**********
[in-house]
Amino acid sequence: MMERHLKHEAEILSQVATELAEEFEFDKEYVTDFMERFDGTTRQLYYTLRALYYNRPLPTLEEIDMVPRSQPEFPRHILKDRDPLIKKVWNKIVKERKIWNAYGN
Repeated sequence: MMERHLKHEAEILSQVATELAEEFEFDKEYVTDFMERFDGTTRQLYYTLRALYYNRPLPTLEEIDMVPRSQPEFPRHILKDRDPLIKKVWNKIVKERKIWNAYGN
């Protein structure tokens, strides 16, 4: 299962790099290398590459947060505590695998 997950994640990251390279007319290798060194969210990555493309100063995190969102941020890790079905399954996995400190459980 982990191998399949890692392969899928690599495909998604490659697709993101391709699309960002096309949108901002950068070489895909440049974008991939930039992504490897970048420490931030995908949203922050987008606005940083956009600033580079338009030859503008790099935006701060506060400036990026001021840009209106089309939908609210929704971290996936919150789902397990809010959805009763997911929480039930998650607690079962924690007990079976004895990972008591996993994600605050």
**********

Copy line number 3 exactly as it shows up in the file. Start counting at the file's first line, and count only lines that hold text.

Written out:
Repeated sequence: MMERHLKHEAEILSQVATELAEEFEFDKEYVTDFMERFDGTTRQLYYTLRALYYNRPLPTLEEIDMVPRSQPEFPRHILKDRDPLIKKVWNKIVKERKIWNAYGN